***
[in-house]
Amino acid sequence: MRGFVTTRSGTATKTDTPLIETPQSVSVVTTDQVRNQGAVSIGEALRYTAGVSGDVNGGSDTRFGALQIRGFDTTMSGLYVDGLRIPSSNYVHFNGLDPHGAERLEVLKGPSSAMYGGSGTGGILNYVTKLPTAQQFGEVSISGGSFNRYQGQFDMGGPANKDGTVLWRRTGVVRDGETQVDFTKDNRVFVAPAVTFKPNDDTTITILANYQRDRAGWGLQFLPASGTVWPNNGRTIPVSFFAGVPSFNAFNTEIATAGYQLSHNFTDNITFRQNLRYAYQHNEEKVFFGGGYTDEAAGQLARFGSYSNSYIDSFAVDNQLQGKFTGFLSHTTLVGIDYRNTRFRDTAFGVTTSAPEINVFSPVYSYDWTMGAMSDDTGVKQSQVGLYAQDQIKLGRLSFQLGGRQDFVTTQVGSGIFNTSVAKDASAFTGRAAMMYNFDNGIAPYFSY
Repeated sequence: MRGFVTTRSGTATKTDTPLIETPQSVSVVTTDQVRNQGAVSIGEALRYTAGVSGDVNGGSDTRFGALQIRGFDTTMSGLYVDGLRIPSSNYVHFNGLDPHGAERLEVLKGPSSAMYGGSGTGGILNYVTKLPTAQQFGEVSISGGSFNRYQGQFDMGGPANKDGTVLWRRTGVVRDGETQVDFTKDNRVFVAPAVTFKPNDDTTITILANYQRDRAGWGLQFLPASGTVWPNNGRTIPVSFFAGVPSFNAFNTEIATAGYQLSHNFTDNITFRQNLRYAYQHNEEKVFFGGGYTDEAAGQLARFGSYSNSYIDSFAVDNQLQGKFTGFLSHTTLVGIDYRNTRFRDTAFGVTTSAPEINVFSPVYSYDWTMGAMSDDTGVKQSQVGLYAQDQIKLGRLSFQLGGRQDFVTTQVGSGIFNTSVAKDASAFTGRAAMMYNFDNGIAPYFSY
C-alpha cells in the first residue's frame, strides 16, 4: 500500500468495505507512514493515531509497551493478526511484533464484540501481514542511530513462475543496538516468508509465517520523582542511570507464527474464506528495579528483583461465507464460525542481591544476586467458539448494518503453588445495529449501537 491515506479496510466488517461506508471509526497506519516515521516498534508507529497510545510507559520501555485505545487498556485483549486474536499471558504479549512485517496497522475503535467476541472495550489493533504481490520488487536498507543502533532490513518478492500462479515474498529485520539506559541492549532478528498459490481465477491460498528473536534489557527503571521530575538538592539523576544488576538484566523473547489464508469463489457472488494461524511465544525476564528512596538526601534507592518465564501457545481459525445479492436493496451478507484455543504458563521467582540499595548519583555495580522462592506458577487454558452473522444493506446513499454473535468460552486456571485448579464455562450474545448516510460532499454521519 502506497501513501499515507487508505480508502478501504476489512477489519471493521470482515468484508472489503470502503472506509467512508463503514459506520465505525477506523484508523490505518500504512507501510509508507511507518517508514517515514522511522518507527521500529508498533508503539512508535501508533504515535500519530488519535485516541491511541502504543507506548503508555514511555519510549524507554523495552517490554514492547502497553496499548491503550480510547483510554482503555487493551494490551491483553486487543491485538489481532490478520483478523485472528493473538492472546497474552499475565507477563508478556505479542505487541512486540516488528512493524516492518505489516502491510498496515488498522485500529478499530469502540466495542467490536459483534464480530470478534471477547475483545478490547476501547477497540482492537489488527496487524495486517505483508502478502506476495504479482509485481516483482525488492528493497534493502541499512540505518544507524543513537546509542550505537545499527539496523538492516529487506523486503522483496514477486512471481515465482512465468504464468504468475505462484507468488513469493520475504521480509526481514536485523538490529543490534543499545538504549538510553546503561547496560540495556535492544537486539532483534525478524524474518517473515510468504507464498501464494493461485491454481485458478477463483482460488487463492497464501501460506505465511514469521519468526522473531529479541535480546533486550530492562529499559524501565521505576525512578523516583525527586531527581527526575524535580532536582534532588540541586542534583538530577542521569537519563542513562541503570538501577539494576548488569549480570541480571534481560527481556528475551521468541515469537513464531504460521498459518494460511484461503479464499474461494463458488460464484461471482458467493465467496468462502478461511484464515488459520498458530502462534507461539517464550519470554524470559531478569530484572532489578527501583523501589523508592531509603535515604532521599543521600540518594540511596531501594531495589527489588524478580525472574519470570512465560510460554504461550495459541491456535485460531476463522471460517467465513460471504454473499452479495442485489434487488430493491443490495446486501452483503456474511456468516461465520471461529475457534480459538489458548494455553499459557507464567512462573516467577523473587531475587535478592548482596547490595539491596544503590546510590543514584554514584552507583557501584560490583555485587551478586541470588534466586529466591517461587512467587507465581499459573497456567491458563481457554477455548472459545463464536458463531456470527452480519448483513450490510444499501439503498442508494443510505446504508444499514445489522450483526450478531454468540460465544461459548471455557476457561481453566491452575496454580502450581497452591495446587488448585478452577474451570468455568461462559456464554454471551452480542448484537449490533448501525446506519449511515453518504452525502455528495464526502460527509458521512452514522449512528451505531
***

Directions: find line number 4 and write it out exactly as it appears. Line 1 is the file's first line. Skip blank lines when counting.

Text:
C-alpha cells in the first residue's frame, strides 16, 4: 500500500468495505507512514493515531509497551493478526511484533464484540501481514542511530513462475543496538516468508509465517520523582542511570507464527474464506528495579528483583461465507464460525542481591544476586467458539448494518503453588445495529449501537 491515506479496510466488517461506508471509526497506519516515521516498534508507529497510545510507559520501555485505545487498556485483549486474536499471558504479549512485517496497522475503535467476541472495550489493533504481490520488487536498507543502533532490513518478492500462479515474498529485520539506559541492549532478528498459490481465477491460498528473536534489557527503571521530575538538592539523576544488576538484566523473547489464508469463489457472488494461524511465544525476564528512596538526601534507592518465564501457545481459525445479492436493496451478507484455543504458563521467582540499595548519583555495580522462592506458577487454558452473522444493506446513499454473535468460552486456571485448579464455562450474545448516510460532499454521519 502506497501513501499515507487508505480508502478501504476489512477489519471493521470482515468484508472489503470502503472506509467512508463503514459506520465505525477506523484508523490505518500504512507501510509508507511507518517508514517515514522511522518507527521500529508498533508503539512508535501508533504515535500519530488519535485516541491511541502504543507506548503508555514511555519510549524507554523495552517490554514492547502497553496499548491503550480510547483510554482503555487493551494490551491483553486487543491485538489481532490478520483478523485472528493473538492472546497474552499475565507477563508478556505479542505487541512486540516488528512493524516492518505489516502491510498496515488498522485500529478499530469502540466495542467490536459483534464480530470478534471477547475483545478490547476501547477497540482492537489488527496487524495486517505483508502478502506476495504479482509485481516483482525488492528493497534493502541499512540505518544507524543513537546509542550505537545499527539496523538492516529487506523486503522483496514477486512471481515465482512465468504464468504468475505462484507468488513469493520475504521480509526481514536485523538490529543490534543499545538504549538510553546503561547496560540495556535492544537486539532483534525478524524474518517473515510468504507464498501464494493461485491454481485458478477463483482460488487463492497464501501460506505465511514469521519468526522473531529479541535480546533486550530492562529499559524501565521505576525512578523516583525527586531527581527526575524535580532536582534532588540541586542534583538530577542521569537519563542513562541503570538501577539494576548488569549480570541480571534481560527481556528475551521468541515469537513464531504460521498459518494460511484461503479464499474461494463458488460464484461471482458467493465467496468462502478461511484464515488459520498458530502462534507461539517464550519470554524470559531478569530484572532489578527501583523501589523508592531509603535515604532521599543521600540518594540511596531501594531495589527489588524478580525472574519470570512465560510460554504461550495459541491456535485460531476463522471460517467465513460471504454473499452479495442485489434487488430493491443490495446486501452483503456474511456468516461465520471461529475457534480459538489458548494455553499459557507464567512462573516467577523473587531475587535478592548482596547490595539491596544503590546510590543514584554514584552507583557501584560490583555485587551478586541470588534466586529466591517461587512467587507465581499459573497456567491458563481457554477455548472459545463464536458463531456470527452480519448483513450490510444499501439503498442508494443510505446504508444499514445489522450483526450478531454468540460465544461459548471455557476457561481453566491452575496454580502450581497452591495446587488448585478452577474451570468455568461462559456464554454471551452480542448484537449490533448501525446506519449511515453518504452525502455528495464526502460527509458521512452514522449512528451505531